Chamber criticised over 'blind acceptance' of Shrewsbury North West Relief Road

An artist’s impression of the North West Relief Road

Shrewsbury Business Chamber threw its support behind the plans for the four-mile stretch of road, which would run from the Churncote roundabout to Battlefield, in a statement earlier this week. The group said the road would “bring considerable environmental, commercial and transport benefits for the town and its hinterland”.

But now campaigners against the road, Better Transport Shrewsbury, have expressed disappointment over the chamber’s view.

Mike Streetly, a spokesman for Better Transport Shrewsbury, said: “We’re extremely disappointed by the recent statement from the Shrewsbury Business Chamber and its blind acceptance of Shropshire Council’s dubious claims for this disastrous road.

“If the Shrewsbury Business Chamber really wanted to protect its members, it would be asking questions about why the council is relying on a business case that is years out of date, traffic models that aren’t fit for purpose, and a road that offers no value for money. Building the North West Road will leave Shropshire liable for 100 per cent of any overspend, which the council already predicts could be as much as GBP8 million and possibly more.”

He added: “The sums simply don’t add up.

Shropshire Council says the North West Road will cost GBP87 million despite being 25 per cent longer than the GBP90 million Congleton bypass and incorporating a major river crossing over the Severn. We fully expect to see the final price tag spiral. The North West Road has the potential to bankrupt the county and we’re surprised to see business leaders supporting Shropshire Council’s profligate use of public funds.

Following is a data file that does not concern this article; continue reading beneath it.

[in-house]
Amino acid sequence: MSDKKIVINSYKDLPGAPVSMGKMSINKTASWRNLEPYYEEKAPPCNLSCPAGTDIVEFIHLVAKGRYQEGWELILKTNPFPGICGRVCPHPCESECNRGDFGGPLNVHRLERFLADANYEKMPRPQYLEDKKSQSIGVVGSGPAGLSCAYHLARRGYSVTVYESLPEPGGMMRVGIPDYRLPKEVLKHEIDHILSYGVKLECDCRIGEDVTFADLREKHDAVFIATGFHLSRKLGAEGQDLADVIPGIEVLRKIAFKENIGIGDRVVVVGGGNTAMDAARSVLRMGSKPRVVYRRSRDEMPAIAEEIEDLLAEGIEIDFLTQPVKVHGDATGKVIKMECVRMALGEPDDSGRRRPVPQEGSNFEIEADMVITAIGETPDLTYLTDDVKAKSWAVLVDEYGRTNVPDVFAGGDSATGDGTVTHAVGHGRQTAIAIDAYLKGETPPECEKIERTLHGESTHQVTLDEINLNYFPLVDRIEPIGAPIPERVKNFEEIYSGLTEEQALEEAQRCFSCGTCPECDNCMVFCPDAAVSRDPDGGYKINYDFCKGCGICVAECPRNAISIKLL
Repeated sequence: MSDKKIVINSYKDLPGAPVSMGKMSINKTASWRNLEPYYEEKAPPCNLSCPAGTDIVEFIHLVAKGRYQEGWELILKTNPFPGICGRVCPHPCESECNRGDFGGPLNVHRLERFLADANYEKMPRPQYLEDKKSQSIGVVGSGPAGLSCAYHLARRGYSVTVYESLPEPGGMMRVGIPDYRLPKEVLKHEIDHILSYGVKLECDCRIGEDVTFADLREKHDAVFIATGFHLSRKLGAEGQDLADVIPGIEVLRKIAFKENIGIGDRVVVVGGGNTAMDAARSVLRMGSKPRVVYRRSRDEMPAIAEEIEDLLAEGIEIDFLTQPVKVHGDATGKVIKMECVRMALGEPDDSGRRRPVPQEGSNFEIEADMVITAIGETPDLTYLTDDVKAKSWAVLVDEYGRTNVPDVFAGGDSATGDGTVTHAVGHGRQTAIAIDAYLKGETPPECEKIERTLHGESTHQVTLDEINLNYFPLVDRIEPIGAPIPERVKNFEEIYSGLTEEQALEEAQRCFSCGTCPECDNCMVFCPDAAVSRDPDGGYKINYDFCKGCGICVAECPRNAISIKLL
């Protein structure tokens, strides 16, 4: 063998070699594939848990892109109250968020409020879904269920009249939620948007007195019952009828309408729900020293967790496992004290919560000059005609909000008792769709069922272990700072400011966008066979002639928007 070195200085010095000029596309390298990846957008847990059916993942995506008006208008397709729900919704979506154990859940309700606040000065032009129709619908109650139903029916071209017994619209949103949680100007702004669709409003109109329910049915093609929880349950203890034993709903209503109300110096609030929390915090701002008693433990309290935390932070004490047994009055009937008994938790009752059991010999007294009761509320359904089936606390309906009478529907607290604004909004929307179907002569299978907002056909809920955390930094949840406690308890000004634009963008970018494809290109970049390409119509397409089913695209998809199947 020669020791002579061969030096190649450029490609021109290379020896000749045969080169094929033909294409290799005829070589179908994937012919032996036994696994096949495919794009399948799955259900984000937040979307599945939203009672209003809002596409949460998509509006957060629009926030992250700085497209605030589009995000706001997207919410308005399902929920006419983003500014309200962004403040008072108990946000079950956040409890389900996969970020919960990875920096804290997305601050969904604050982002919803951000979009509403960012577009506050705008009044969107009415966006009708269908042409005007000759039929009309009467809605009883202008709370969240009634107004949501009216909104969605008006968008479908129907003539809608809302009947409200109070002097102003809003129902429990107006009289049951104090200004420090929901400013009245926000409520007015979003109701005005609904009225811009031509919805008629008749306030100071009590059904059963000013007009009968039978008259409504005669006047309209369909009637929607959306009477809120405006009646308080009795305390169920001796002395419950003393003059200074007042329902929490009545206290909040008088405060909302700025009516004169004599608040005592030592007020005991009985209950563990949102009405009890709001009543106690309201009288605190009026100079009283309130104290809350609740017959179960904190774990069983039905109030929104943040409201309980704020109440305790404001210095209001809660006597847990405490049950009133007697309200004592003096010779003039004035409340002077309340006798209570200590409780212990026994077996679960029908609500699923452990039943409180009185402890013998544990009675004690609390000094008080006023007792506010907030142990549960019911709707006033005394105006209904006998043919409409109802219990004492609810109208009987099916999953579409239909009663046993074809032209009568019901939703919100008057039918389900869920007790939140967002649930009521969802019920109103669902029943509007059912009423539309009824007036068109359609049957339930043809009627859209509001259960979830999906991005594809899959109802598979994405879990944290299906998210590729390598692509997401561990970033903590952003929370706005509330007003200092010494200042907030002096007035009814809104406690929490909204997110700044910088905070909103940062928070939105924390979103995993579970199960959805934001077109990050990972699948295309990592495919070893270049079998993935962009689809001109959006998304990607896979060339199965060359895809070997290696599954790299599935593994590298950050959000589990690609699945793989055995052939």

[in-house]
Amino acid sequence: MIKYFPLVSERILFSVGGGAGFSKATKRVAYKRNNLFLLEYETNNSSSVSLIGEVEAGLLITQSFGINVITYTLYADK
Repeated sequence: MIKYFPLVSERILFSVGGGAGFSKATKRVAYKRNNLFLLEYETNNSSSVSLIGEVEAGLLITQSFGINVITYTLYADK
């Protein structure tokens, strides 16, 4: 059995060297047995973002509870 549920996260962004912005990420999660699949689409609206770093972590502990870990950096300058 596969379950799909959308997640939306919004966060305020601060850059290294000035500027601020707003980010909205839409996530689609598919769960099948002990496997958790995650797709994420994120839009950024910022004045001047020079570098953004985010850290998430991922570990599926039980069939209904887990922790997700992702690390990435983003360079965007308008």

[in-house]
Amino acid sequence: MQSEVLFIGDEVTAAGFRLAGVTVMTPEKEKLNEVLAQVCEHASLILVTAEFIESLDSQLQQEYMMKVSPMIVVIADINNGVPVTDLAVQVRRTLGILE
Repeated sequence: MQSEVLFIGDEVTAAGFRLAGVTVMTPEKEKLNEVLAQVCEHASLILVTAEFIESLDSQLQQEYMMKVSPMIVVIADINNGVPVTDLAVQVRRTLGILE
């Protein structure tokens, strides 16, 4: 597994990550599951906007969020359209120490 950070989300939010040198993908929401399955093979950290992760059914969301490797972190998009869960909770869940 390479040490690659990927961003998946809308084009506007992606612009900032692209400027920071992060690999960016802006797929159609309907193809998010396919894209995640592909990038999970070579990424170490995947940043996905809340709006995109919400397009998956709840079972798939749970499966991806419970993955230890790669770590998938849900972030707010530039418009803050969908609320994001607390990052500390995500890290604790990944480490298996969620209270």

“The world has changed since the business case was written.

If the business chamber was committed to ensuring that Shrewsbury has a bright future, they would be challenging Shropshire Council’s ‘business as usual’ model of more and more vehicle-based growth.

“Shropshire businesses are already suffering from climate change with the town shut and businesses flooded three times in a year.

“In order to support businesses in the north of Shrewsbury, the council needs to look at what the current challenges are that limit connections to the main M54 growth zone i.e. Harlescott Lane (which will get worse if the road is built) and the Sundorne roundabout on the A49 eastern bypass which is already at capacity. The road is not the solution to those real problems.

“One of the key challenges for all businesses is recruitment of high-quality staff and this is where Shrewsbury shines.

People want to live here due to the pleasant environment: if we ruin this with new roads and the associated over development of new houses, we will lose one of our key competitive advantages over other towns in the West Midlands.”

The public have until next Tuesday, April 27, to have their say on the plans for the road.

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